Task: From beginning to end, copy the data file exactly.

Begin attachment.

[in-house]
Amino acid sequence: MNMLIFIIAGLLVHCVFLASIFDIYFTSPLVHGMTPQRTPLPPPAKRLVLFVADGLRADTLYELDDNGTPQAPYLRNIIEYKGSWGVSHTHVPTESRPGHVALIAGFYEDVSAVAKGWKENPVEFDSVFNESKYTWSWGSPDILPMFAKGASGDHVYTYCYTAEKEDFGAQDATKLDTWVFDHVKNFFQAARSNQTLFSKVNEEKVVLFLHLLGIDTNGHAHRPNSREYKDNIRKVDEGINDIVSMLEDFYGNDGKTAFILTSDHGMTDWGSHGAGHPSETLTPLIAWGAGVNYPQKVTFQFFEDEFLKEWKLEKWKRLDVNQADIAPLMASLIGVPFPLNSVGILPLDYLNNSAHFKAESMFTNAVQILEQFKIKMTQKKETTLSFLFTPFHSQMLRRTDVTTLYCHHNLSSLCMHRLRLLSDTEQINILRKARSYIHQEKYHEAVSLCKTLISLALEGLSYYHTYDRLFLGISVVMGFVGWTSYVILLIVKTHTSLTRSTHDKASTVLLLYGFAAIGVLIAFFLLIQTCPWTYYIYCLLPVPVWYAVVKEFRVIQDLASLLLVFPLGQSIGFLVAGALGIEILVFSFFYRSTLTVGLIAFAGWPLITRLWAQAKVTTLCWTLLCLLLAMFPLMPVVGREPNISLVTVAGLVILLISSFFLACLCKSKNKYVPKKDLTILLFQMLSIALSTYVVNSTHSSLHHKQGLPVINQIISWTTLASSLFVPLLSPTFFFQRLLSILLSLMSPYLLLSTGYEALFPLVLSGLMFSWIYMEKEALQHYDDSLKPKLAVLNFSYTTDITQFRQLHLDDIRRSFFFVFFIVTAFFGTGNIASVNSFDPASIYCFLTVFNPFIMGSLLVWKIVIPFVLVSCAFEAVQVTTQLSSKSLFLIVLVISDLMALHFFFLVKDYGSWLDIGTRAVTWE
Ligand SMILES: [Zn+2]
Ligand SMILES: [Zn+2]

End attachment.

[in-house]
Amino acid sequence: MNMLIFIIAGLLVHCVFLASIFDIYFTSPLVHGMTPQRTPLPPPAKRLVLFVADGLRADTLYELDDNGTPQAPYLRNIIEYKGSWGVSHTHVPTESRPGHVALIAGFYEDVSAVAKGWKENPVEFDSVFNESKYTWSWGSPDILPMFAKGASGDHVYTYCYTAEKEDFGAQDATKLDTWVFDHVKNFFQAARSNQTLFSKVNEEKVVLFLHLLGIDTNGHAHRPNSREYKDNIRKVDEGINDIVSMLEDFYGNDGKTAFILTSDHGMTDWGSHGAGHPSETLTPLIAWGAGVNYPQKVTFQFFEDEFLKEWKLEKWKRLDVNQADIAPLMASLIGVPFPLNSVGILPLDYLNNSAHFKAESMFTNAVQILEQFKIKMTQKKETTLSFLFTPFHSQMLRRTDVTTLYCHHNLSSLCMHRLRLLSDTEQINILRKARSYIHQEKYHEAVSLCKTLISLALEGLSYYHTYDRLFLGISVVMGFVGWTSYVILLIVKTHTSLTRSTHDKASTVLLLYGFAAIGVLIAFFLLIQTCPWTYYIYCLLPVPVWYAVVKEFRVIQDLASLLLVFPLGQSIGFLVAGALGIEILVFSFFYRSTLTVGLIAFAGWPLITRLWAQAKVTTLCWTLLCLLLAMFPLMPVVGREPNISLVTVAGLVILLISSFFLACLCKSKNKYVPKKDLTILLFQMLSIALSTYVVNSTHSSLHHKQGLPVINQIISWTTLASSLFVPLLSPTFFFQRLLSILLSLMSPYLLLSTGYEALFPLVLSGLMFSWIYMEKEALQHYDDSLKPKLAVLNFSYTTDITQFRQLHLDDIRRSFFFVFFIVTAFFGTGNIASVNSFDPASIYCFLTVFNPFIMGSLLVWKIVIPFVLVSCAFEAVQVTTQLSSKSLFLIVLVISDLMALHFFFLVKDYGSWLDIGTRAVTWE
Ligand SMILES: [Zn+2]
Ligand SMILES: [Zn+2]